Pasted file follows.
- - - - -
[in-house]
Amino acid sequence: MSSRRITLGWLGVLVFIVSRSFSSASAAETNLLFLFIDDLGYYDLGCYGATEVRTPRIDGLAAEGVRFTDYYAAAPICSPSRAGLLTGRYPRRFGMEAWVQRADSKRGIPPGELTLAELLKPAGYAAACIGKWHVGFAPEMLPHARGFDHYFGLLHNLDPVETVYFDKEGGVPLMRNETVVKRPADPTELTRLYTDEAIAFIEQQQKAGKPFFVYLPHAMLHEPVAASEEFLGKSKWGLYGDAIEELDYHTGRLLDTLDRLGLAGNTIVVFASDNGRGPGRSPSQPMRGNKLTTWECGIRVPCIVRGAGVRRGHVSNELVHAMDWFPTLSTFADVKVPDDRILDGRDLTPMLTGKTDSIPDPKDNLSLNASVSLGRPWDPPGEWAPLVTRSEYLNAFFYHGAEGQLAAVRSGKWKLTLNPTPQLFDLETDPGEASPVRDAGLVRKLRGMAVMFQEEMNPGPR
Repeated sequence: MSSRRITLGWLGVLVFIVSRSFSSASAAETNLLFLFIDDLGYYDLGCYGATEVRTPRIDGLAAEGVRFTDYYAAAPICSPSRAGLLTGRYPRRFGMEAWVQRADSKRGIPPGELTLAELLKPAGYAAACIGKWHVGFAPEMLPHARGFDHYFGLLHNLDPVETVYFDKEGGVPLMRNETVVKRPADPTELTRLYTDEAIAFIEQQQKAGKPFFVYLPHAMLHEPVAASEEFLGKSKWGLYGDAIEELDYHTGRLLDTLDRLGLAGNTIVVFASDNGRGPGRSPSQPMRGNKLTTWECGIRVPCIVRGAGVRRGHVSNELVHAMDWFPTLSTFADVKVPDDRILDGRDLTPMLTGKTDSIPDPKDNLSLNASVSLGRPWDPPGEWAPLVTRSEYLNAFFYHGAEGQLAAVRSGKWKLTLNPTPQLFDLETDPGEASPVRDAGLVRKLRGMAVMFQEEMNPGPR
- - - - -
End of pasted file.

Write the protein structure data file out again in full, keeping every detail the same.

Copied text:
[in-house]
Amino acid sequence: MSSRRITLGWLGVLVFIVSRSFSSASAAETNLLFLFIDDLGYYDLGCYGATEVRTPRIDGLAAEGVRFTDYYAAAPICSPSRAGLLTGRYPRRFGMEAWVQRADSKRGIPPGELTLAELLKPAGYAAACIGKWHVGFAPEMLPHARGFDHYFGLLHNLDPVETVYFDKEGGVPLMRNETVVKRPADPTELTRLYTDEAIAFIEQQQKAGKPFFVYLPHAMLHEPVAASEEFLGKSKWGLYGDAIEELDYHTGRLLDTLDRLGLAGNTIVVFASDNGRGPGRSPSQPMRGNKLTTWECGIRVPCIVRGAGVRRGHVSNELVHAMDWFPTLSTFADVKVPDDRILDGRDLTPMLTGKTDSIPDPKDNLSLNASVSLGRPWDPPGEWAPLVTRSEYLNAFFYHGAEGQLAAVRSGKWKLTLNPTPQLFDLETDPGEASPVRDAGLVRKLRGMAVMFQEEMNPGPR
Repeated sequence: MSSRRITLGWLGVLVFIVSRSFSSASAAETNLLFLFIDDLGYYDLGCYGATEVRTPRIDGLAAEGVRFTDYYAAAPICSPSRAGLLTGRYPRRFGMEAWVQRADSKRGIPPGELTLAELLKPAGYAAACIGKWHVGFAPEMLPHARGFDHYFGLLHNLDPVETVYFDKEGGVPLMRNETVVKRPADPTELTRLYTDEAIAFIEQQQKAGKPFFVYLPHAMLHEPVAASEEFLGKSKWGLYGDAIEELDYHTGRLLDTLDRLGLAGNTIVVFASDNGRGPGRSPSQPMRGNKLTTWECGIRVPCIVRGAGVRRGHVSNELVHAMDWFPTLSTFADVKVPDDRILDGRDLTPMLTGKTDSIPDPKDNLSLNASVSLGRPWDPPGEWAPLVTRSEYLNAFFYHGAEGQLAAVRSGKWKLTLNPTPQLFDLETDPGEASPVRDAGLVRKLRGMAVMFQEEMNPGPR